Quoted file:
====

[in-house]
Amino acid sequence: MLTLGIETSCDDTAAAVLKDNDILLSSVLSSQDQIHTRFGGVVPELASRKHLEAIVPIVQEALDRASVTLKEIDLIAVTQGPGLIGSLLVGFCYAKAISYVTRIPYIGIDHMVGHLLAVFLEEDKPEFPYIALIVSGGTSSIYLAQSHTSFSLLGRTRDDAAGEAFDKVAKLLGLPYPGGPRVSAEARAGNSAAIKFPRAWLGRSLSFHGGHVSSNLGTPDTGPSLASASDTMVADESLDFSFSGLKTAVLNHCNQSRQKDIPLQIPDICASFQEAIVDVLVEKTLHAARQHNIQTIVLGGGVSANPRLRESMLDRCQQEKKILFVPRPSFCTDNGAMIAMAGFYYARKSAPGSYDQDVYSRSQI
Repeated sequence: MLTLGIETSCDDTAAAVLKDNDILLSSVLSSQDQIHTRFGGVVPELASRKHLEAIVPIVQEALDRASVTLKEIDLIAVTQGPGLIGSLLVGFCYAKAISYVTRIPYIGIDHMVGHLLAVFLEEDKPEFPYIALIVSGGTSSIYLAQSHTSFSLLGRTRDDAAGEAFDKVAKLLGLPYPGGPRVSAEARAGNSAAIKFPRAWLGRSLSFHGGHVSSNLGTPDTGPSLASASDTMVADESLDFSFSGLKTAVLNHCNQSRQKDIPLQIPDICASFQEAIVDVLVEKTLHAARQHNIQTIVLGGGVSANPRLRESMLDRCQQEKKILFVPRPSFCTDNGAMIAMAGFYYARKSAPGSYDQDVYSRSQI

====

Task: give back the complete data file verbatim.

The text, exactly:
[in-house]
Amino acid sequence: MLTLGIETSCDDTAAAVLKDNDILLSSVLSSQDQIHTRFGGVVPELASRKHLEAIVPIVQEALDRASVTLKEIDLIAVTQGPGLIGSLLVGFCYAKAISYVTRIPYIGIDHMVGHLLAVFLEEDKPEFPYIALIVSGGTSSIYLAQSHTSFSLLGRTRDDAAGEAFDKVAKLLGLPYPGGPRVSAEARAGNSAAIKFPRAWLGRSLSFHGGHVSSNLGTPDTGPSLASASDTMVADESLDFSFSGLKTAVLNHCNQSRQKDIPLQIPDICASFQEAIVDVLVEKTLHAARQHNIQTIVLGGGVSANPRLRESMLDRCQQEKKILFVPRPSFCTDNGAMIAMAGFYYARKSAPGSYDQDVYSRSQI
Repeated sequence: MLTLGIETSCDDTAAAVLKDNDILLSSVLSSQDQIHTRFGGVVPELASRKHLEAIVPIVQEALDRASVTLKEIDLIAVTQGPGLIGSLLVGFCYAKAISYVTRIPYIGIDHMVGHLLAVFLEEDKPEFPYIALIVSGGTSSIYLAQSHTSFSLLGRTRDDAAGEAFDKVAKLLGLPYPGGPRVSAEARAGNSAAIKFPRAWLGRSLSFHGGHVSSNLGTPDTGPSLASASDTMVADESLDFSFSGLKTAVLNHCNQSRQKDIPLQIPDICASFQEAIVDVLVEKTLHAARQHNIQTIVLGGGVSANPRLRESMLDRCQQEKKILFVPRPSFCTDNGAMIAMAGFYYARKSAPGSYDQDVYSRSQI